As already mentioned in Lecture 13, the period 1350 - 1450 saw a decline of the universities. Nevertheless, the period was an important preparatory phase for the Renaissance in various ways. In Germany Johannes Gutenberg developed his printing press and by 1455 could match and better the Chinese technique of printing with movable type, which allowed the mass distribution of books. In Portugal Henry the Navigator, the third son of king John I of Portugal, established a private centre for innovation in seafaring and ship design, through which Arab navigational and technical knowledge (including the Chinese compass) were introduced into Europe.
But the Renaissance did not begin on the Iberian peninsula which, as we shall see, developed into a fortress of all reactionary forces. It did not spring from Germany's patchwork of feudal and episcopal mini-states either. The new spirit of independent thinking and openness to new ideas could only develop in the centre of world trade and world finance that carried the seeds of a new social order: Florence.
In Florence, during the years 1410 - 1415, the architect Brunelleschi rediscovered the geometrical principles of perspective drawing based on the concept of a single vanishing point, an art practiced by the ancient Romans but lost to Europe during the Middle Ages. This sparked a real revolution in painting and created great interest in Greco-Roman art. Using strict mathematics, the architect Alberti described the principles of perspective in 1435 in his work Della pintura ("On Painting"). In a work on geography Alberti described mathematical principles of surveying and mapping and the instruments used to that purpose based on the principles of geometric mapping in the works of Ptolemy.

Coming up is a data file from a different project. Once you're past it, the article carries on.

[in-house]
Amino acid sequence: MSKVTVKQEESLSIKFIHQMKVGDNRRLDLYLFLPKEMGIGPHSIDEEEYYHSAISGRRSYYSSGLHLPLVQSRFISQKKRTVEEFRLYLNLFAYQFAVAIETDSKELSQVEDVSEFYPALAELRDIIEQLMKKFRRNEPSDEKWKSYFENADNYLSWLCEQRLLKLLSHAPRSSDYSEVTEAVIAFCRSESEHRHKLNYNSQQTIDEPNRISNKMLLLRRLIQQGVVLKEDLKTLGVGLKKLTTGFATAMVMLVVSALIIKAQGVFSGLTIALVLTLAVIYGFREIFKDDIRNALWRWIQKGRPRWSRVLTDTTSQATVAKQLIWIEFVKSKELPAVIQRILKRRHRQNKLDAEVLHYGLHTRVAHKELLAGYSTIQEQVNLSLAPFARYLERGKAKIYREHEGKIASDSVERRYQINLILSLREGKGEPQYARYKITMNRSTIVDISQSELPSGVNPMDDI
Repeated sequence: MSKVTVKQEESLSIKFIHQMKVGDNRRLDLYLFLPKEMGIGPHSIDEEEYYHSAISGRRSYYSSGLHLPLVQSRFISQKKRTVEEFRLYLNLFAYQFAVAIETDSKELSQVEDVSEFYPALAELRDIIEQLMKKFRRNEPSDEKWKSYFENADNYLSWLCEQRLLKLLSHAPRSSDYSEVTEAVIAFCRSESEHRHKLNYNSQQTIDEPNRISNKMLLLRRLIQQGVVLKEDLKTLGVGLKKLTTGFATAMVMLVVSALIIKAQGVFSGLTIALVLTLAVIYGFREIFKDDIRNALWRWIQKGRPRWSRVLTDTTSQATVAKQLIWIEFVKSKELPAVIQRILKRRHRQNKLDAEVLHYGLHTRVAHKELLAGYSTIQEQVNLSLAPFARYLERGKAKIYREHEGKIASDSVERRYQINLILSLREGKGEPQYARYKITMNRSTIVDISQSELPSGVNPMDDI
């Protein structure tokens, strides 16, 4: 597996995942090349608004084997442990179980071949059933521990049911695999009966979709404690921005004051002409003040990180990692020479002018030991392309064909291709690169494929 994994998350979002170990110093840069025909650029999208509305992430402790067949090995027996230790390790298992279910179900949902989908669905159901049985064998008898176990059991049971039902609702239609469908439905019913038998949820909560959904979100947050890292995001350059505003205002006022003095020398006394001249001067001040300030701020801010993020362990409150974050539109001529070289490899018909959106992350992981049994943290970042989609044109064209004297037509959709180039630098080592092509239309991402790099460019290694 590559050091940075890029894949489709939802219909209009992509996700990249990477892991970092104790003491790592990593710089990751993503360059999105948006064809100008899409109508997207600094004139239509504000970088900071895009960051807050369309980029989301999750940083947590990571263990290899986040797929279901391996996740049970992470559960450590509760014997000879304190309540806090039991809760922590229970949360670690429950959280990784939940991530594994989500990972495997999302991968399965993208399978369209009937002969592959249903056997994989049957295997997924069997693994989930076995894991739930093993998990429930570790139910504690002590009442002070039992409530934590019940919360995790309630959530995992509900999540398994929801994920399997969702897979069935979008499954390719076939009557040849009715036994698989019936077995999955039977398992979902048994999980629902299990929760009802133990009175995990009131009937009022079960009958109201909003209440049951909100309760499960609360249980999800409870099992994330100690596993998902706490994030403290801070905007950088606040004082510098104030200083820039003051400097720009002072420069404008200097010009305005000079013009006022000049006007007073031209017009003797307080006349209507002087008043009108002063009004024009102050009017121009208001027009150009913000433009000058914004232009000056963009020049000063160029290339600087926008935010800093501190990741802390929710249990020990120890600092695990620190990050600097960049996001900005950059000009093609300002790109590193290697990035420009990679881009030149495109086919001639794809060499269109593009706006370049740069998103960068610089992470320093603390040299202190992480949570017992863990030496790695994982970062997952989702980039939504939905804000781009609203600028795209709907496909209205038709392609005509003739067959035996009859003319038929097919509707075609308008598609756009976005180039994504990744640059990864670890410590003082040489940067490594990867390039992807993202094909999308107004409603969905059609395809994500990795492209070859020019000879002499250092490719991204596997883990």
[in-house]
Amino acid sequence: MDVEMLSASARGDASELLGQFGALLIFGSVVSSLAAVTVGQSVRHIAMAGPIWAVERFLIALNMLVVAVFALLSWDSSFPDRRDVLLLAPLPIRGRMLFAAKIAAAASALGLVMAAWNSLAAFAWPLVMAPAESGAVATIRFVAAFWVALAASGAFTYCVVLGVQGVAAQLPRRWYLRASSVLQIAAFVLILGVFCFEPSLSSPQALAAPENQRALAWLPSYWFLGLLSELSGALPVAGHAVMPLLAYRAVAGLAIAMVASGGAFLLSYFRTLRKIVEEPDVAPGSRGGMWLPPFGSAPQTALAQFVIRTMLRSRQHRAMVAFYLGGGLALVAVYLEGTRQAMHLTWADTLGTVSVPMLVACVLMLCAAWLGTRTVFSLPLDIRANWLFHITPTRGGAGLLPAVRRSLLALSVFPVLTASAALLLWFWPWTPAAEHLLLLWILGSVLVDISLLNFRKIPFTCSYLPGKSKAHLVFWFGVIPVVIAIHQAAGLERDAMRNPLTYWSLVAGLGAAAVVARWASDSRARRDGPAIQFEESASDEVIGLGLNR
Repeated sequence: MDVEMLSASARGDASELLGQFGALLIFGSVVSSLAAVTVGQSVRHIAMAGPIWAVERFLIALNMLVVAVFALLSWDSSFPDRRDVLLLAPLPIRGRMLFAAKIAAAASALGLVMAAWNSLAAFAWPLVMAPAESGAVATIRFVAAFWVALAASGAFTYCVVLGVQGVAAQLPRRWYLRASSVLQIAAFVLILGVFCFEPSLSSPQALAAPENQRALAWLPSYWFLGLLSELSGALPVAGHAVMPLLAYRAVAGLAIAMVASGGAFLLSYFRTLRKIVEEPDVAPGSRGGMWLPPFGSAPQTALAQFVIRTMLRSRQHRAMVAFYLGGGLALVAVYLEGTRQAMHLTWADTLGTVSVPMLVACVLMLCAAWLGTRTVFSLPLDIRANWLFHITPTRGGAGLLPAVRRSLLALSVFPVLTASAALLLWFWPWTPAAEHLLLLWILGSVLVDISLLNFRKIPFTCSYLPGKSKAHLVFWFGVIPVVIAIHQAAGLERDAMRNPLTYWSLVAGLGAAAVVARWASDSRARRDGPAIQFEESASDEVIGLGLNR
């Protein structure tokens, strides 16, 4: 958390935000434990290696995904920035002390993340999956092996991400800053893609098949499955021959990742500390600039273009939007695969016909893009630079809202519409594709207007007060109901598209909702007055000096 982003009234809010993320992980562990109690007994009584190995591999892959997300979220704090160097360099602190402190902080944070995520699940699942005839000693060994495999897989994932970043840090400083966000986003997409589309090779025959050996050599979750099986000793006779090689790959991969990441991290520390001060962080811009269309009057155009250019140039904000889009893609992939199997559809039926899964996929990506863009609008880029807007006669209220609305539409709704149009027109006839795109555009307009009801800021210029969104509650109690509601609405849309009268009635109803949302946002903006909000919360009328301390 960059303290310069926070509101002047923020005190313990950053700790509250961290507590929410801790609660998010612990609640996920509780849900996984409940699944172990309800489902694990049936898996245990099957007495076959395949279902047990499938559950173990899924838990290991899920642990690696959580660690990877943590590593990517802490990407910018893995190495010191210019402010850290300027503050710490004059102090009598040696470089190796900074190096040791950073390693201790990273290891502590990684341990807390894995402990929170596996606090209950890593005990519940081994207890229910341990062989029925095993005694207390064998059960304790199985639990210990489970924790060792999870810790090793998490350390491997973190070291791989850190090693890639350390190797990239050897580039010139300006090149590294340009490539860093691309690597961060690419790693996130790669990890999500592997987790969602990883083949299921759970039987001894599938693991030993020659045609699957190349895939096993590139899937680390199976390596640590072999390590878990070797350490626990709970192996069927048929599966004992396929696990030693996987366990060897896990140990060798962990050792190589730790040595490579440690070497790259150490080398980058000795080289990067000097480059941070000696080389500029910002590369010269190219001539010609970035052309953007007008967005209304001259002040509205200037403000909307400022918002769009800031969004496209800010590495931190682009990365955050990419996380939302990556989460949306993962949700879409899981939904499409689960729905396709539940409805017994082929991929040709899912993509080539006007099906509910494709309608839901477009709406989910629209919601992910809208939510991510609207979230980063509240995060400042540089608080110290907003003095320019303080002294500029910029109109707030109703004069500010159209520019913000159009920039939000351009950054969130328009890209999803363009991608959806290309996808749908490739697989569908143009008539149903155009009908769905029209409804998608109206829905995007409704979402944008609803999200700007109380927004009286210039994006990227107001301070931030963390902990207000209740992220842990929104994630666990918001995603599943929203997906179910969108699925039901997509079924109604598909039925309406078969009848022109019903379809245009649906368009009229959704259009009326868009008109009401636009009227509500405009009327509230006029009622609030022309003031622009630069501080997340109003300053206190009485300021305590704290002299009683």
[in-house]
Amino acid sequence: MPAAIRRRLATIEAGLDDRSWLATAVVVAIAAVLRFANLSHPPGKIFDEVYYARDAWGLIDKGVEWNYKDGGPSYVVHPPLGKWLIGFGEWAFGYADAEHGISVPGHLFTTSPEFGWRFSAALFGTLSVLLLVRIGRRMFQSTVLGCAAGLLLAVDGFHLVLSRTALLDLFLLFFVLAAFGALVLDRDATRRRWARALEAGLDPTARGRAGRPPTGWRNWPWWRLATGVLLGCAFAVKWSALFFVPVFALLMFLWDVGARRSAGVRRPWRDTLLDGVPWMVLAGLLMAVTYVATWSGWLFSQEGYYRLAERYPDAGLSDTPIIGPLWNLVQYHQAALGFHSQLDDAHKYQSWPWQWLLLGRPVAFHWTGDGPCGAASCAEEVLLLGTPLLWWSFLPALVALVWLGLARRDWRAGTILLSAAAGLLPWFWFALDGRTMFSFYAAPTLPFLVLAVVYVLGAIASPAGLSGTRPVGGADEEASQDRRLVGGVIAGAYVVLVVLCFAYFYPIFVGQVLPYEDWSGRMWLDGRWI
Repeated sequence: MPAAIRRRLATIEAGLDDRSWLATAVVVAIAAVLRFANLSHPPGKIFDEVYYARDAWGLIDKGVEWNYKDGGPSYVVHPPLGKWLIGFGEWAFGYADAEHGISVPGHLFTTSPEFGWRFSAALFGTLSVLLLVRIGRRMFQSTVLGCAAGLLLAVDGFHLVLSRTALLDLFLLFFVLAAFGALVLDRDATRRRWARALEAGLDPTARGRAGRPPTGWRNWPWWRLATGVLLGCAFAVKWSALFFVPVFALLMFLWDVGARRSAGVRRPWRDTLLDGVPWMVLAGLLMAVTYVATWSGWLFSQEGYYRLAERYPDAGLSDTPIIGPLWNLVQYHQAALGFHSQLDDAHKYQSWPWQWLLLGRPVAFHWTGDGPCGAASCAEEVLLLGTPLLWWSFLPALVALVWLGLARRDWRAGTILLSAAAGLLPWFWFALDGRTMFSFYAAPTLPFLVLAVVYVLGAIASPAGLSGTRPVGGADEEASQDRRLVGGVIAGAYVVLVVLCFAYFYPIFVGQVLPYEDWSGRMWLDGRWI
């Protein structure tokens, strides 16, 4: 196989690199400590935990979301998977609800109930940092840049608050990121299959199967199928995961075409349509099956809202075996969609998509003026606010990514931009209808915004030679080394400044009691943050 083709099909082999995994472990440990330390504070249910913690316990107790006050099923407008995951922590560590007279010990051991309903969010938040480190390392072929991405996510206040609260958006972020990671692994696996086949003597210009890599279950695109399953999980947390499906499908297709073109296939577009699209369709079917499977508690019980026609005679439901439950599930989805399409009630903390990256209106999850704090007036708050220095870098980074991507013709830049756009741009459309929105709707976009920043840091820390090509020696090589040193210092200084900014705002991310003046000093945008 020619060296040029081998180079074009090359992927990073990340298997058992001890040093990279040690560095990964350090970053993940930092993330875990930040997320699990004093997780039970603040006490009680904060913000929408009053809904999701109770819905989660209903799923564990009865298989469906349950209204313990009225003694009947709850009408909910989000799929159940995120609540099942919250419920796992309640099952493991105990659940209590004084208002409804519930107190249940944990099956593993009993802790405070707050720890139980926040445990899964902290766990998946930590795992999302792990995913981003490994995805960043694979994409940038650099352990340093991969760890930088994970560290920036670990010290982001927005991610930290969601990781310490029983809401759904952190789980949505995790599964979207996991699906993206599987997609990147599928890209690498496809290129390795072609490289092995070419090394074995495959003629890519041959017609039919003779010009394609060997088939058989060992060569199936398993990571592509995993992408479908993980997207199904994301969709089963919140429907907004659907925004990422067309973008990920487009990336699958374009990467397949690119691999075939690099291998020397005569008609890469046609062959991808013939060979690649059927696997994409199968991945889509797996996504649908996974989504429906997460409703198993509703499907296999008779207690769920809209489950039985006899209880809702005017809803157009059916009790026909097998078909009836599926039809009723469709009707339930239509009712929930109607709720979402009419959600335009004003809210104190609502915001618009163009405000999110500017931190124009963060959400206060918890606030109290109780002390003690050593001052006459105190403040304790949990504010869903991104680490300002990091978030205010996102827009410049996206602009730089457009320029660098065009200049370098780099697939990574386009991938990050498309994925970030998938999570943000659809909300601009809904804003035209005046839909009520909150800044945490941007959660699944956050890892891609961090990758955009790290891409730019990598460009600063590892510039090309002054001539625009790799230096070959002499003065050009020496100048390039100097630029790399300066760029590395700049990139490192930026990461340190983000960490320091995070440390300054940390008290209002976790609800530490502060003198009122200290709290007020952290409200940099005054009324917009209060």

Florence had been a centre of the arts for some time. Under the rule of Lorenco de' Medici "the Magnificent", head of the leading banking house and of the family that ruled Florence since 1434 (and would rule it for another 300 years), the city developed into the crown of the Renaissance, attracting artists such as Botticelli, Donatello and Michelangelo. Among them was also Leonardo da Vinci, known to most people for his portrait of Mona Lisa. What is often less appreciated is that da Vinci's influence on the intellectual development of Europe during the Renaissance period and beyond is far more important than his paintings.
Like Alberti, da Vinci was the incarnation of the humanist ideal of the educated person knowledgable in all areas of human endeavour. He was a scientist, but unlike Alberti he studied science only to the extent to which it was required for the pursuit of his work. When the necessity arose he studied geometry, arithmetic, languages, mechanics, hydrodynamics, animal movement and much more. In his treatise of the human anatomy he made a note to remind himself of the correct scientific approach to painting and sculpture: